In June 1998, the Prime Minister of Canada announced the creation of the group of experts on smart communities, with the mandate to advise the Minister of Industry on the relevance and possibility of integrating information and communications technologies into Canadian communities to better serve citizens. Their report was published in February 1999.
In accordance with the opinion formulated by the group, in its 1999 budget the federal government allocated $60 million over three years to finance 12 smart communities demonstration projects, one in each province, one in the Northwest Territories and one in a First Nations community.
Industry Minister John Manley officially launched the Smart Communities Program in June 1999. This three-year program was established to help Canada become a world leader in setting up and operating ICT for economic, social and cultural development.
It’s in this context that the Concertation rurale Centre Péninsule (CRCP) embarked in a process to propose a Smart Communities project for the entire Acadian Peninsula. To achieve this, the CRCP presented a letter of intention to the Smart Communities Program in August 1999. Afterwards, the National evaluating committee retained the Acadian Peninsula’s proposition for the 2nd phase, which was the submission of a business plan in January 2000.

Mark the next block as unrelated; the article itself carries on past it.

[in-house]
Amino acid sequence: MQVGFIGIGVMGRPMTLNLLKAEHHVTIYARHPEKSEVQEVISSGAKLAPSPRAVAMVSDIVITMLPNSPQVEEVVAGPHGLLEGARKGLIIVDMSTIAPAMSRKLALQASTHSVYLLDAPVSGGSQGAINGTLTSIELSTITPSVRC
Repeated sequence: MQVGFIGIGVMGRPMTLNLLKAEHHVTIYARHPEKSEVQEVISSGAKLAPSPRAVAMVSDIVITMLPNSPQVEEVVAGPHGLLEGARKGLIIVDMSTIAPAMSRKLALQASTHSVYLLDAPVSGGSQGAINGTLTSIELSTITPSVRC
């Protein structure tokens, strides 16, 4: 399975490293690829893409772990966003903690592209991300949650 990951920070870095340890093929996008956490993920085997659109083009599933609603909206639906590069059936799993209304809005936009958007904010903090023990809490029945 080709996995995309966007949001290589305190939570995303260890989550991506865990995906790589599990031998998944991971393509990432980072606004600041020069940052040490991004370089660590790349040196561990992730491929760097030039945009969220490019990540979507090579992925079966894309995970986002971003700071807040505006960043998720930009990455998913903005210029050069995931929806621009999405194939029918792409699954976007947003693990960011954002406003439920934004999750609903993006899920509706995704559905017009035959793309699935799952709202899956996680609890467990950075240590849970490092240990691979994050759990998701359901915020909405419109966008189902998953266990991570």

Industry Canada announced in May 2000 that the proposed project was chosen as the Smart Communities project for the province of New-Brunswick. In that context a new corporation called Collectivité ingénieuse de la Péninsule acadienne (CIPA) inc. was vreated in the autumn of 2000. The CIPA then took charge and proceeded to the elaboration of a work plan which was submitted in the Winter of 2001. It became official by the signing of a contractual agreement between Industry Canada and the CIPA on September 1st, 2001, followed by the start of the project on October 1st, 2001.
To find out more, consult the Smart Communities section on the federal government’s Industry Canada Internet site at this address: